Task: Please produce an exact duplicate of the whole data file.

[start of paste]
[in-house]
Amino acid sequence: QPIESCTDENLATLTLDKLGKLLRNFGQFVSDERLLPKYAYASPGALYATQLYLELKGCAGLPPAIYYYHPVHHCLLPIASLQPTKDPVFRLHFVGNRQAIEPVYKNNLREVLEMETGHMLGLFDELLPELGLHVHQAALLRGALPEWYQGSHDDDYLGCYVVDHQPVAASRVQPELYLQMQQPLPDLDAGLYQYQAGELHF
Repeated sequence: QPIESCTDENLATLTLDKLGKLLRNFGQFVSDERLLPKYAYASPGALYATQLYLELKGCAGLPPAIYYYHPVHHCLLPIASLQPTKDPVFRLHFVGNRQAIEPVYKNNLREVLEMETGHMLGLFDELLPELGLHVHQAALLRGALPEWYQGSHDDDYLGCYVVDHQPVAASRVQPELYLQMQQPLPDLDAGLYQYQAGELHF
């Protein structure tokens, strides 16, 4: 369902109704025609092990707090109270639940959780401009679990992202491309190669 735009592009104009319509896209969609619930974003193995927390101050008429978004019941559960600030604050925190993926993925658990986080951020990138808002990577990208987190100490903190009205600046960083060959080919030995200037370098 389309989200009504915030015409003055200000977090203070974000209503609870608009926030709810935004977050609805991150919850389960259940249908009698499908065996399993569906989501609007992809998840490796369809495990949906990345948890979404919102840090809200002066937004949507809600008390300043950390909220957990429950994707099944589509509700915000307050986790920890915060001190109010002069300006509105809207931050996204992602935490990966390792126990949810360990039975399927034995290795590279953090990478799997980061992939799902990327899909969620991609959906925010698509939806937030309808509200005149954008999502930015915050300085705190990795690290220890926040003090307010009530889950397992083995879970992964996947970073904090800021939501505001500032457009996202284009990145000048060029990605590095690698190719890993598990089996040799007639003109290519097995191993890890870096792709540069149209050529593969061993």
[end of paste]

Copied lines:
[in-house]
Amino acid sequence: QPIESCTDENLATLTLDKLGKLLRNFGQFVSDERLLPKYAYASPGALYATQLYLELKGCAGLPPAIYYYHPVHHCLLPIASLQPTKDPVFRLHFVGNRQAIEPVYKNNLREVLEMETGHMLGLFDELLPELGLHVHQAALLRGALPEWYQGSHDDDYLGCYVVDHQPVAASRVQPELYLQMQQPLPDLDAGLYQYQAGELHF
Repeated sequence: QPIESCTDENLATLTLDKLGKLLRNFGQFVSDERLLPKYAYASPGALYATQLYLELKGCAGLPPAIYYYHPVHHCLLPIASLQPTKDPVFRLHFVGNRQAIEPVYKNNLREVLEMETGHMLGLFDELLPELGLHVHQAALLRGALPEWYQGSHDDDYLGCYVVDHQPVAASRVQPELYLQMQQPLPDLDAGLYQYQAGELHF
């Protein structure tokens, strides 16, 4: 369902109704025609092990707090109270639940959780401009679990992202491309190669 735009592009104009319509896209969609619930974003193995927390101050008429978004019941559960600030604050925190993926993925658990986080951020990138808002990577990208987190100490903190009205600046960083060959080919030995200037370098 389309989200009504915030015409003055200000977090203070974000209503609870608009926030709810935004977050609805991150919850389960259940249908009698499908065996399993569906989501609007992809998840490796369809495990949906990345948890979404919102840090809200002066937004949507809600008390300043950390909220957990429950994707099944589509509700915000307050986790920890915060001190109010002069300006509105809207931050996204992602935490990966390792126990949810360990039975399927034995290795590279953090990478799997980061992939799902990327899909969620991609959906925010698509939806937030309808509200005149954008999502930015915050300085705190990795690290220890926040003090307010009530889950397992083995879970992964996947970073904090800021939501505001500032457009996202284009990145000048060029990605590095690698190719890993598990089996040799007639003109290519097995191993890890870096792709540069149209050529593969061993």